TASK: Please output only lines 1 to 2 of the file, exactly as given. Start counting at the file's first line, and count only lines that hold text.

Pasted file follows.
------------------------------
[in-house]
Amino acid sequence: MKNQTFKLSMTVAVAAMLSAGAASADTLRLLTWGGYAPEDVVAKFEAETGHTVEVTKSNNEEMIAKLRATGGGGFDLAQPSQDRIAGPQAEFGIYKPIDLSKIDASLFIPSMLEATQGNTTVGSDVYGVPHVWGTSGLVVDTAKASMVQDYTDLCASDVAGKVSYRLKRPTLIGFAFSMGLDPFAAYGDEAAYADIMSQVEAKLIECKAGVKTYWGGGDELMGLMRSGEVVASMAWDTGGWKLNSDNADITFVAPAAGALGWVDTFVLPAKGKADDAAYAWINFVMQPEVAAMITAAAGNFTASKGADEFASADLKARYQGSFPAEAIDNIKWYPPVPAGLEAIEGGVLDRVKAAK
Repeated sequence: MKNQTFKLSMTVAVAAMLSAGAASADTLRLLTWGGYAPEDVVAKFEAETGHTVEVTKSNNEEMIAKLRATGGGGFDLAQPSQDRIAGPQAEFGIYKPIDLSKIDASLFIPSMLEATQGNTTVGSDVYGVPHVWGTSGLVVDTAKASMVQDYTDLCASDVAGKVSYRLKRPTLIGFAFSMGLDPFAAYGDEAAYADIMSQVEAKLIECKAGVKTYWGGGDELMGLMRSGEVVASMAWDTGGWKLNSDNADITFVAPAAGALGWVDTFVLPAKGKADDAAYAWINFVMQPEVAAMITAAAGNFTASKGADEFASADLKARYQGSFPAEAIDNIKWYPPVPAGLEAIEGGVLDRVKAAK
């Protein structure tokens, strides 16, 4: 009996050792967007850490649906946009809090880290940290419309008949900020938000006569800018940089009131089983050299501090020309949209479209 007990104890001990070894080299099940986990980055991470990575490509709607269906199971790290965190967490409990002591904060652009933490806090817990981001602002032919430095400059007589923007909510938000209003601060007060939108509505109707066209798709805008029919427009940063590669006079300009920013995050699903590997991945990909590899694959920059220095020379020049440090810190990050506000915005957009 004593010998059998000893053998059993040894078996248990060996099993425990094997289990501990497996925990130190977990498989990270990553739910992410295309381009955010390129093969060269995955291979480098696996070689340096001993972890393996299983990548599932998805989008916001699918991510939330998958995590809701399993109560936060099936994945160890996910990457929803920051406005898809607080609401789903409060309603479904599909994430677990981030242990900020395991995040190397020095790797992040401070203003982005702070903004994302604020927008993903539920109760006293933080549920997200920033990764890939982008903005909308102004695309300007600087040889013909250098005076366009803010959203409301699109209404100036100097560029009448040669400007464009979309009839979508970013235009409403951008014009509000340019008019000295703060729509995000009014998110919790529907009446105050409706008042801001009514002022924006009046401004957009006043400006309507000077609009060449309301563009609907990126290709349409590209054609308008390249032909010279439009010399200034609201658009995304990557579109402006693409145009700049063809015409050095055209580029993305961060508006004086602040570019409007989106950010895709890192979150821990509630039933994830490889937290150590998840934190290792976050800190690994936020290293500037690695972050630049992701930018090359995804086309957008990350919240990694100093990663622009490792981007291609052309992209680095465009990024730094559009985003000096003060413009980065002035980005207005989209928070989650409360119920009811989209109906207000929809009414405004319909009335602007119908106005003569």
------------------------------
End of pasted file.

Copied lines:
[in-house]
Amino acid sequence: MKNQTFKLSMTVAVAAMLSAGAASADTLRLLTWGGYAPEDVVAKFEAETGHTVEVTKSNNEEMIAKLRATGGGGFDLAQPSQDRIAGPQAEFGIYKPIDLSKIDASLFIPSMLEATQGNTTVGSDVYGVPHVWGTSGLVVDTAKASMVQDYTDLCASDVAGKVSYRLKRPTLIGFAFSMGLDPFAAYGDEAAYADIMSQVEAKLIECKAGVKTYWGGGDELMGLMRSGEVVASMAWDTGGWKLNSDNADITFVAPAAGALGWVDTFVLPAKGKADDAAYAWINFVMQPEVAAMITAAAGNFTASKGADEFASADLKARYQGSFPAEAIDNIKWYPPVPAGLEAIEGGVLDRVKAAK